• Introduction and exposure to new experiences, such as going on walks with a leash, getting in and out of vehicles, and loud noises
  • Introduction to new places, such as dog parks, other peoples’ homes, and the veterinarian’s office
  • Being around and interacting with children
  • Reducing fear
  • Teaching about appropriate and inappropriate responses to stimuli in environment
  • Housebreaking

Steps for Owners to Take to Facilitate Socialization

You are the most important person in your dog’s life, and they will be learning about their environment from you. It is a large task to introduce your pet to the world, but the results will definitely outweigh the amount of work and dedication that go into raising a well-rounded dog. Although the temperaments and amount of time it can take to socialize dogs varies, all pets can benefit from the following suggestions.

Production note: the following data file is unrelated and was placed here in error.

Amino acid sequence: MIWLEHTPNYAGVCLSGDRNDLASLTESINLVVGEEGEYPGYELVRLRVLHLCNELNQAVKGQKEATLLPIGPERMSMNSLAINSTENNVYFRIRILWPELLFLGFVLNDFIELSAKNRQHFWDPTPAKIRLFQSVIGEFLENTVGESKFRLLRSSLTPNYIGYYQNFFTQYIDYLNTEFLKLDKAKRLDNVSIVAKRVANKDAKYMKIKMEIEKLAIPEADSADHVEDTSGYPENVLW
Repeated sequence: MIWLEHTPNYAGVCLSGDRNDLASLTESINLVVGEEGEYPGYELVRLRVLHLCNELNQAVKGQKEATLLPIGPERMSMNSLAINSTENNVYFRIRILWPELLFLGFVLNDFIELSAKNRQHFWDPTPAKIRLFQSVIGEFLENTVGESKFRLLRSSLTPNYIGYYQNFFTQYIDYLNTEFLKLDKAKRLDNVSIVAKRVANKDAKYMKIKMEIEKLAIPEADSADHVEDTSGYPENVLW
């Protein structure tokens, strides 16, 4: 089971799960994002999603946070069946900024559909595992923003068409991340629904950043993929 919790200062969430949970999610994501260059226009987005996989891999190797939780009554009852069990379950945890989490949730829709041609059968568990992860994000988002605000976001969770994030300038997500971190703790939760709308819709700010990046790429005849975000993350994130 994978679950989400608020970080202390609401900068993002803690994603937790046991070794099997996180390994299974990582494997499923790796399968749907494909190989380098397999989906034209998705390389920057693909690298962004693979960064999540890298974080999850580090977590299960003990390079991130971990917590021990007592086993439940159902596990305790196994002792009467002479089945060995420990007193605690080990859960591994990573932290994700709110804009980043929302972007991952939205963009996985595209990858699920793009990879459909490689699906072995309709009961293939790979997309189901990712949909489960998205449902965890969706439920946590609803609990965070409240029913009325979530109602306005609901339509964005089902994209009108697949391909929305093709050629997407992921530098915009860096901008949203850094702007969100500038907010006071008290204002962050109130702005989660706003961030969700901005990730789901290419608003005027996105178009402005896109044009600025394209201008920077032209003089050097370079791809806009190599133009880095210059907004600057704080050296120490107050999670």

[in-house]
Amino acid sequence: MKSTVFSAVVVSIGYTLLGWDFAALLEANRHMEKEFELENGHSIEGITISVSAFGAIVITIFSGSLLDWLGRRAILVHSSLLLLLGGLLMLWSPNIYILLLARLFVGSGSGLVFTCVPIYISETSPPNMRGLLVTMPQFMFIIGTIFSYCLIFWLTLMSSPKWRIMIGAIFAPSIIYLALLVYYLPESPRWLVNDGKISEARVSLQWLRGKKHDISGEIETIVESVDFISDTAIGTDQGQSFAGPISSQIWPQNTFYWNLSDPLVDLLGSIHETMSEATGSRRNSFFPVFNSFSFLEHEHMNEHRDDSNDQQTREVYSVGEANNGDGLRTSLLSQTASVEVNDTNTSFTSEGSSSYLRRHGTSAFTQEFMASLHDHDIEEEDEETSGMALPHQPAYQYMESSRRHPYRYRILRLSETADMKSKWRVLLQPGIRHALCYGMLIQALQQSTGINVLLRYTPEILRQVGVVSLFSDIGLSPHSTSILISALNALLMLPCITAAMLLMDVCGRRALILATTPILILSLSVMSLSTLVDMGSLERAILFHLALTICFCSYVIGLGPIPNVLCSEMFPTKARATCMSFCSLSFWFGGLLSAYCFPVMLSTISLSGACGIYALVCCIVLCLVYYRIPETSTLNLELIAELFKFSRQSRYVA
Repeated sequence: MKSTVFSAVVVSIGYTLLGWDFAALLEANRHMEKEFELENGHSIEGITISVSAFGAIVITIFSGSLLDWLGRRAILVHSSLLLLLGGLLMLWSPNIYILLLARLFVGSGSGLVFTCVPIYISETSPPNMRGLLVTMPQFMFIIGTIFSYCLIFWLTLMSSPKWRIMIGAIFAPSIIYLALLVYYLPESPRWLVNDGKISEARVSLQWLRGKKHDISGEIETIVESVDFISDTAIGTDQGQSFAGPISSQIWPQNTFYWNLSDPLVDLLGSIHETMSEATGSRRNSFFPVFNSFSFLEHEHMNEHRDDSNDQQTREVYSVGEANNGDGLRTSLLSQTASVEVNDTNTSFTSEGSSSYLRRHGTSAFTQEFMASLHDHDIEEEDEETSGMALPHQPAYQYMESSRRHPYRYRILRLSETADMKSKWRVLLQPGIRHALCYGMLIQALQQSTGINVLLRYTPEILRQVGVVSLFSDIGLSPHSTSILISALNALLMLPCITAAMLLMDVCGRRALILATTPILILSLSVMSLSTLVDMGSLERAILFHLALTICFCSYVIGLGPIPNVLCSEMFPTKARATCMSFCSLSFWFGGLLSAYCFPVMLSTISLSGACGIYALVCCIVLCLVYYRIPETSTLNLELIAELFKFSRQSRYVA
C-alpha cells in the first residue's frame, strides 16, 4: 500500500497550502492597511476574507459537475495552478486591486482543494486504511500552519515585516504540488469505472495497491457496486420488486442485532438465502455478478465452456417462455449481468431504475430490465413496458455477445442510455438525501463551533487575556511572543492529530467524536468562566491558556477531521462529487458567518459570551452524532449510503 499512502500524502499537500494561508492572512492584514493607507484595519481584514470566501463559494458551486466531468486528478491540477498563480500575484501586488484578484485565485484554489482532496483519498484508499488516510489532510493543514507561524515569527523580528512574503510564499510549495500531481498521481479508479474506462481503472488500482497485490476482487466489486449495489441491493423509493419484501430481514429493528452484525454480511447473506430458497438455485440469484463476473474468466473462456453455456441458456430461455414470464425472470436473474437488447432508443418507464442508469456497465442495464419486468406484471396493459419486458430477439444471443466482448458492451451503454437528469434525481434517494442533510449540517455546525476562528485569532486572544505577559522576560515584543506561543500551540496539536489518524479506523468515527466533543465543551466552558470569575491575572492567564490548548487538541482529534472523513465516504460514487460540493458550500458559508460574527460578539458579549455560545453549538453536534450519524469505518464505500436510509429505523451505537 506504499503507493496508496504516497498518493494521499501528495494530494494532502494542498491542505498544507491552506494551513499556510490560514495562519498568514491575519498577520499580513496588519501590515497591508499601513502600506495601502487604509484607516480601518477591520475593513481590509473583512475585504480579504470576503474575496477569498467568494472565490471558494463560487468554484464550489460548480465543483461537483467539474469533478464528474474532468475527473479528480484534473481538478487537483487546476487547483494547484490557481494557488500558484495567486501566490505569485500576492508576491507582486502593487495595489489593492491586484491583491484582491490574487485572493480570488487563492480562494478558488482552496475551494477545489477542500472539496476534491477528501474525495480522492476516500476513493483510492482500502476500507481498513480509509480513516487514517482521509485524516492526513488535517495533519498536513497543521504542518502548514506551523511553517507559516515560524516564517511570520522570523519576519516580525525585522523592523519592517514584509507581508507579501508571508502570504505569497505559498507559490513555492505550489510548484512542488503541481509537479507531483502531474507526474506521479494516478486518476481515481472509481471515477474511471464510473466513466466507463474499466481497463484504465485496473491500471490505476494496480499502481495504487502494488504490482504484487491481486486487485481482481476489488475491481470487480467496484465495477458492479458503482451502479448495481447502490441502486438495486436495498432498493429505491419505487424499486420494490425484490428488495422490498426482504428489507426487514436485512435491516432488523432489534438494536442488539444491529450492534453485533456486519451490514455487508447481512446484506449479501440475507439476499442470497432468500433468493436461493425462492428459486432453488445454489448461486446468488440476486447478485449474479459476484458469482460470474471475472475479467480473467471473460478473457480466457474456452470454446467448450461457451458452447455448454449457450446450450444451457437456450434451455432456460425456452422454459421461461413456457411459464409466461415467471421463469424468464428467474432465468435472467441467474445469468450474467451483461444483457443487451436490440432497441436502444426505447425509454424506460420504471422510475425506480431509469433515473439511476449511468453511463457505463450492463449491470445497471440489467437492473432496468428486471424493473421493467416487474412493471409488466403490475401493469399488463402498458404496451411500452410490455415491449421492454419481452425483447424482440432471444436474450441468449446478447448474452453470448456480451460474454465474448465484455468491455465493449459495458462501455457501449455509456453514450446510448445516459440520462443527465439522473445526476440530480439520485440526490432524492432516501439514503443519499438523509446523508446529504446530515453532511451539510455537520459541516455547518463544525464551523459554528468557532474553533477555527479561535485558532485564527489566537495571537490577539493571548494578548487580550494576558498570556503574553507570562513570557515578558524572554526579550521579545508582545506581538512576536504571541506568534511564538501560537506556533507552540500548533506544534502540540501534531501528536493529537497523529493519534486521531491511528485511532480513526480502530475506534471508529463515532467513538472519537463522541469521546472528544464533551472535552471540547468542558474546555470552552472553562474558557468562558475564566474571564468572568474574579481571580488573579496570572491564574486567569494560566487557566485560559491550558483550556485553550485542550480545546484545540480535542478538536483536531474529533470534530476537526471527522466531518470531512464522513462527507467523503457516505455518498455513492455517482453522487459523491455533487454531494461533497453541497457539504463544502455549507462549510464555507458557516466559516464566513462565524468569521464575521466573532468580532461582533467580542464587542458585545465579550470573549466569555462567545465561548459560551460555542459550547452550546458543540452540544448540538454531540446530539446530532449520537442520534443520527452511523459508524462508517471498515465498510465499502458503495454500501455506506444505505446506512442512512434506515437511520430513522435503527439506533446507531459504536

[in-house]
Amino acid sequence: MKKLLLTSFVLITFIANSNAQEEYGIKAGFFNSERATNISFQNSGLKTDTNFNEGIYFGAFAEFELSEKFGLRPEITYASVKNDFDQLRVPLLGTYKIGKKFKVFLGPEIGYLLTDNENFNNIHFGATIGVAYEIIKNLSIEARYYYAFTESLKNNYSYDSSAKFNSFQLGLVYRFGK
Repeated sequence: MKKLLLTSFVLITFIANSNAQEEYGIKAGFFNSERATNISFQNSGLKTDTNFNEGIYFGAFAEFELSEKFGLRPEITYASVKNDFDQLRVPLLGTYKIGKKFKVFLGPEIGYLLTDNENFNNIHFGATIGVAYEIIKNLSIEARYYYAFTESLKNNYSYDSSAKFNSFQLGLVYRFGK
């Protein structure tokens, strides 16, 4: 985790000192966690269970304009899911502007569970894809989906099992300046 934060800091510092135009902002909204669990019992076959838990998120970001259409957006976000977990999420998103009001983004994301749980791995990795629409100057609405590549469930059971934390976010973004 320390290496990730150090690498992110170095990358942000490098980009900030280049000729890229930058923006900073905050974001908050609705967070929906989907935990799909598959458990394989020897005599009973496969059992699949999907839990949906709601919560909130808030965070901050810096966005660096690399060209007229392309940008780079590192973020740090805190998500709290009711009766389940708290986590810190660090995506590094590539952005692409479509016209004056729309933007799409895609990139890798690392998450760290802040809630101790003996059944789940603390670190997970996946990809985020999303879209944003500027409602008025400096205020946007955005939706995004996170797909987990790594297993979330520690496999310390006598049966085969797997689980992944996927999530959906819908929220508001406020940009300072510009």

• Let your dog know that YOU are in control. Dogs are pack animals and need to know where they fit in the hierarchy of things. Let your dog know that you are the “alpha” in the household. This is extremely important, as it teaches your dog that you are the leader and you will protect them, which, ultimately, increases their sense of security and safety. Ensure that you have control over their new experiences with the environment so your dog can see the world through your attitude. Show your dog that you enjoy meeting other people and dogs and that you are open to new experiences. This will encourage your dog to approach the world in the same way.
  • Start slow and be patient! Your dog will not learn everything they need to know about the world in the first few weeks of their lives, let alone the first few years. You do not want to overwhelm them, which may scare them and instill a general sense of fear with the environment. It is best to take small steps to introduce your puppy to the world. Before taking your puppy on a leashed walk around the neighborhood, take them on a walk around the back yard. Before taking your puppy to a park with many people and dogs, introduce them to a small play group. Realize that there will be setbacks and that socialization takes a great deal of time and patience.